"We only go as fast as the slowest member." I was given that caution on my very first snowshoe trip nearly 15 years ago. My seasoned guide had put my youthful legs to work breaking trail for the rest of the group. It was fun, hard work and surprisingly I wasn't the slowest that day!
The idea (of trail courtesy) has come to mind at different points over the years and some of you might hear it and roll your eyes, thinking, "get rid of the dead weight already and plough ahead!"
That can be a justifiable approach and has even run through my own head at times but I will share that I've found, the hard way, that's not [always] the best approach. Pushing and thereby exhausting the slowest member is well, #1 it's foolish #2 you're not guaranteed a second chance and #3 can result in heat stroke, exhaustion, etc.
And I've found (the hard way) that if you hesitate or drag your feet in a moment that requires action...see points #1 and #2 above.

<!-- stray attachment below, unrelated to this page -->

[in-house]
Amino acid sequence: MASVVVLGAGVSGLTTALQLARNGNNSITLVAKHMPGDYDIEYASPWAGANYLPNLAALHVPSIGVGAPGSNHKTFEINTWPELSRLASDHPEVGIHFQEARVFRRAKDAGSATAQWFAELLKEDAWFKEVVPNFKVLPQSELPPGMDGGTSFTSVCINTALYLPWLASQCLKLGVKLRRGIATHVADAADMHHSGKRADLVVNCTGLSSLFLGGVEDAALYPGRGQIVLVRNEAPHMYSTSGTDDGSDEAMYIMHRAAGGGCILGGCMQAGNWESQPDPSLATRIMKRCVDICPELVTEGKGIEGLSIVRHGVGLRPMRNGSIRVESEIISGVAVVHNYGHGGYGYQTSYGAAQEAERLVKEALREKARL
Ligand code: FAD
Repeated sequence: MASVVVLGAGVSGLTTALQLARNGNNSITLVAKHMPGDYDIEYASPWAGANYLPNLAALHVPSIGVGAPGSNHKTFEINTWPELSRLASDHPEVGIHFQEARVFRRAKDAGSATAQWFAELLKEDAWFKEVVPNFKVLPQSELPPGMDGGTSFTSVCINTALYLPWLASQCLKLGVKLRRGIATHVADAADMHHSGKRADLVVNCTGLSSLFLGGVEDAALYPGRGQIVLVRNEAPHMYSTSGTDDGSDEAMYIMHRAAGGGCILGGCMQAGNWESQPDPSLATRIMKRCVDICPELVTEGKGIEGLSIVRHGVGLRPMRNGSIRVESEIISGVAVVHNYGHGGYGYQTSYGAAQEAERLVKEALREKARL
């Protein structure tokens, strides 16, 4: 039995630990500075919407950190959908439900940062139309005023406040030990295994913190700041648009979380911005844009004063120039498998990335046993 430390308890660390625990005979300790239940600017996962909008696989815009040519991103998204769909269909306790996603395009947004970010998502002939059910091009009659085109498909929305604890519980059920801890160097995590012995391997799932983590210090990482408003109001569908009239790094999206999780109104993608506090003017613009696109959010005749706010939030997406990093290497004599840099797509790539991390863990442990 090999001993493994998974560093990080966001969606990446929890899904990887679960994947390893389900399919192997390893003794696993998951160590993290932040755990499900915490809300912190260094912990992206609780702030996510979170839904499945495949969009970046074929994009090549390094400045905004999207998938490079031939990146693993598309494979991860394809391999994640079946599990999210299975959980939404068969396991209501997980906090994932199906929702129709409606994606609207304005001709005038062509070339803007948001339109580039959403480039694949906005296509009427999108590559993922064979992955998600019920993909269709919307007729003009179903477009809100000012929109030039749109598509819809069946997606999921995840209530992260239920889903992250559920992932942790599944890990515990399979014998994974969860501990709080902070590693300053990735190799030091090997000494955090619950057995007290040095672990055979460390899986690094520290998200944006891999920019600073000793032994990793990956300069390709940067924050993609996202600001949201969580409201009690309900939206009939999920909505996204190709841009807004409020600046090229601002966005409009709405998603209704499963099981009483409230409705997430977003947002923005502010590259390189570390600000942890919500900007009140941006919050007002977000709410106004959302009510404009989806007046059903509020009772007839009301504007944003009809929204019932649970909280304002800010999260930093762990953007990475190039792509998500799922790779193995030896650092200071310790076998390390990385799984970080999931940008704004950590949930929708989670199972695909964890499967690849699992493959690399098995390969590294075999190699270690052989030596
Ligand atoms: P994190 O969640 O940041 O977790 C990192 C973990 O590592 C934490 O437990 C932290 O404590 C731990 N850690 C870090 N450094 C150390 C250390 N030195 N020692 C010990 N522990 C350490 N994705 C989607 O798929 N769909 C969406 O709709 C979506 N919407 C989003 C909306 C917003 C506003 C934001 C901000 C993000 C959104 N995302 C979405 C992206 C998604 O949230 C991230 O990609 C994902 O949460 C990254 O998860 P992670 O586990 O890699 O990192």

Leaders are the ones aware of the pace. Leaders are by default responsible for the outcome and the wellbeing of those falling in behind. Leadership requires sacrifice. Leadership requires wisdom. Good leadership requires you to assess the ability of your troops so that you know when to push them and when to let them rest.
A storm rolled in that day and if we had pushed too hard we could have found ourselves in a precarious situation...too far out without the reserve of energy necessary to hustle back to safety. Instead I have a memorable account of my first snowshoe trip and it provided me the skills and confidence to eventually lead trips of my own.
The rules of trail leadership are very obviously not only reserved for experiences in the great outdoors. If you're a man, a woman, a spouse, a parent, a friend, a professional, an entrepreneur, a guide, a brother, a sister, an expert; you are not exempt from the burden of leadership. We encourage you to embrace the honor and lead well; we implore you to do it valiantly.